2. What if the expectant mother changes her mind? Although Christian Adoption Consultants has a lower adoption failure rate (< 20%) than the nation wide failure rate (50-60%), there will always be some level of risk in the adoption process. When a woman is considering an adoption plan for her child, she is making one of the most difficult decisions of her life. Placing a child for adoption is a sacrificial and selfless act of unconditional love. Unless you’ve walked through this yourself, than you can’t possibly understand the thoughts and feelings that surround this decision. No one can predict whether or not an expectant mother will change her mind. However, if you are living and breathing on this earth, then risk is inevitable. You can’t be immune to it; it’s a part of life. A gynecologist can’t guarantee a full-term pregnancy, as there is 1 in 4 chances that a woman will miscarry. But that risk doesn’t prevent couples from trying. There are many potential side effects of prescription drugs and medicine, and yet the majority rarely think twice about taking a pill. At CAC we walk with our families and assist them in navigating the warnings signs to reduce the levels of risks associated with the adoption process.

3. What if there is a history of mental health issues or the expectant mother used drugs or alcohol during pregnancy? I often hear couples say, “We just want a healthy baby.” Drug and alcohol exposure during pregnancy and a history of mental health issues are not uncommon in adoption. The desire for a healthy child isn’t abnormal, but in reality this is something that can’t be guaranteed, even in what some would consider the “best case scenario.” My mother took care of herself, ate healthy and exercised, but in between my older sister and I had 3 miscarriages. When she finally gave birth to me I was diagnosed with cancer and given less than 10% chance of living. I know women who had healthy babies at birth that later developed physical, mental health and/or learning issues. If you are considering adoption, please know that I don’t share this information with you to evoke fear. Rather, I share this to remind you that risk is a part of life and adoption is no exception. I’m confident that God equips families with His grace and strength to handle whatever circumstances may come their way, as I have seen this to be true in my own life.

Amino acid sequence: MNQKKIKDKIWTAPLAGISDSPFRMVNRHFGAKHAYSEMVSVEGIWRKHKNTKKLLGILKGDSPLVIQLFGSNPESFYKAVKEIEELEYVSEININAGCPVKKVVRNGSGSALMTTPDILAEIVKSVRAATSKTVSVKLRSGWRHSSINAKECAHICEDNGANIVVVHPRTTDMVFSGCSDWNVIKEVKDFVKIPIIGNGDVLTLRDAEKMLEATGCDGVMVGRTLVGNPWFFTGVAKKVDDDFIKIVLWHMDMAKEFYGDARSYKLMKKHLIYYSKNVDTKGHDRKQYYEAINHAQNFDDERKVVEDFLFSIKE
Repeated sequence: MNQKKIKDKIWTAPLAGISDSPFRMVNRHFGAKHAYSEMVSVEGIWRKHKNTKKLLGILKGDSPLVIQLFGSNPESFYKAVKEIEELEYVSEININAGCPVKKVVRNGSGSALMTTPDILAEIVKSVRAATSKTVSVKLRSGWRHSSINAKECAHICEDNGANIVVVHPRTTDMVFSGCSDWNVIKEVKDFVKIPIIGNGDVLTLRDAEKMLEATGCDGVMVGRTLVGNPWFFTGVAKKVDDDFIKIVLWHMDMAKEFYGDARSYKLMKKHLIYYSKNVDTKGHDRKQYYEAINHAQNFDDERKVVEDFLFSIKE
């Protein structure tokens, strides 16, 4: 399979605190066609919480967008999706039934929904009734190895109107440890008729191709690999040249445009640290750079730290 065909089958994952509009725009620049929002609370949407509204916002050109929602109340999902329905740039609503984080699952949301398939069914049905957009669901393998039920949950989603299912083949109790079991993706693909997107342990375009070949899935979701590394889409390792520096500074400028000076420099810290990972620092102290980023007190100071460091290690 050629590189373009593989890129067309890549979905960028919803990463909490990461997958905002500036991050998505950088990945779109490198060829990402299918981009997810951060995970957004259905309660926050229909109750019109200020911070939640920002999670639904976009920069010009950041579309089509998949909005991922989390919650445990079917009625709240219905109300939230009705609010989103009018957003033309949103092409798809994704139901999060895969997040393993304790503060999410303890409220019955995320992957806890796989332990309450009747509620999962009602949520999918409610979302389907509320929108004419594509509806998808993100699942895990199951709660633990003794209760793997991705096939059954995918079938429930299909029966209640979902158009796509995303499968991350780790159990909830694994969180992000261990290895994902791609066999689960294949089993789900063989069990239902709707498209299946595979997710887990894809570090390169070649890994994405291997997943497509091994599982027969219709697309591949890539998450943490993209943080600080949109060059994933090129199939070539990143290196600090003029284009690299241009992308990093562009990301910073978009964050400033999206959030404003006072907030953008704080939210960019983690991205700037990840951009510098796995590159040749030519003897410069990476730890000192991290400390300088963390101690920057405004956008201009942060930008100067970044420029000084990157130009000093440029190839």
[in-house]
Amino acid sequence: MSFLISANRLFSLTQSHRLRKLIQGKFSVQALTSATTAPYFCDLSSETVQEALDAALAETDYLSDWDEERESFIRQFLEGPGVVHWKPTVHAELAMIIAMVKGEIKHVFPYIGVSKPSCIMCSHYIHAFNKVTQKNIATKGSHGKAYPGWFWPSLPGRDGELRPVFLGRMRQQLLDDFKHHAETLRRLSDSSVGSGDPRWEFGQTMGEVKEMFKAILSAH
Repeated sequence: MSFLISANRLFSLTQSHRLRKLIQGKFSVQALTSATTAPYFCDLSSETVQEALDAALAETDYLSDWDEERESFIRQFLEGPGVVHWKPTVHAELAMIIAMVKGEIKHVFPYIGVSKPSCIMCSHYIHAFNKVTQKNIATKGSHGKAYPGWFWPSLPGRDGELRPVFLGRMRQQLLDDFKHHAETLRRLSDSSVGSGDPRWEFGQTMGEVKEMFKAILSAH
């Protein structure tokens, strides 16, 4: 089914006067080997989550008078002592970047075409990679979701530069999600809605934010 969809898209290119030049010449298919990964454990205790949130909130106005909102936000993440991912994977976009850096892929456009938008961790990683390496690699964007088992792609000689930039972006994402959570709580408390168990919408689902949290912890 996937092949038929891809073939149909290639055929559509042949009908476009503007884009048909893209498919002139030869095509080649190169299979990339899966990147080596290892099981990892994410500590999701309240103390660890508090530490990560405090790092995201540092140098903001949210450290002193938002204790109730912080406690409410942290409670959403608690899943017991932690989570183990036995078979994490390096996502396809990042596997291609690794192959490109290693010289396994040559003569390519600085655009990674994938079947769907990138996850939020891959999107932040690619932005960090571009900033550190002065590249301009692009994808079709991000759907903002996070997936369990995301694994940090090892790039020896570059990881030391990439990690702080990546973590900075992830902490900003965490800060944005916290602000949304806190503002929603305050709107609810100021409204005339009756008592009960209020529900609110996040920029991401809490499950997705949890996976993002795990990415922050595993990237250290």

4. Will we ever get chosen? Many couples express concerns about whether or not their family will be desirable to an expectant mother. “Are we too old? Are we too young? Do we have too many children?” Every expectant mother has their own set of preferences for an adoptive family. Perhaps one expectant mother may desire a family with many children for her little one to play with. Another expectant mother may prefer a family who has a history of infertility because she feels as though she is giving them something they cannot give themselves. Regardless of your situation, God is using everything about your family to connect with an expectant mother, even when you can’t quite see what He is up to. 

When my husband and I were functioning and making decisions through a “what I can handle” lens, fear quickly became a familiar visitor. However, our worry began dissipating when we stopped thinking with an autonomous mentality and started reminding ourselves that our source of strength does not begin or end with ourselves. It is God who equips us with all that we need to journey through this life (and the adoption process)! It also brought us great comfort to know that we couldn’t mess up or miss out on the story God was writing for our family.

If we had let fear govern our decision-making, we probably never would have started the adoption process. And then we would have missed out on the two biggest blessings of our life: Roman and Ruby. Fears and concerns may arise and when they do my prayer is that you would remember the Author who is writing your story-the One who will equip with you everything you need to accomplish everything He will bring along your path.

 

***If you are interested in learning more about adoption and the services we provide at Christian Adoption Consultants, I would love to chat! Feel free to email me at kelly@christianadoptionconsultants.com and check out Christian Adoption Consultants for more information!***

More Than A Brave Decision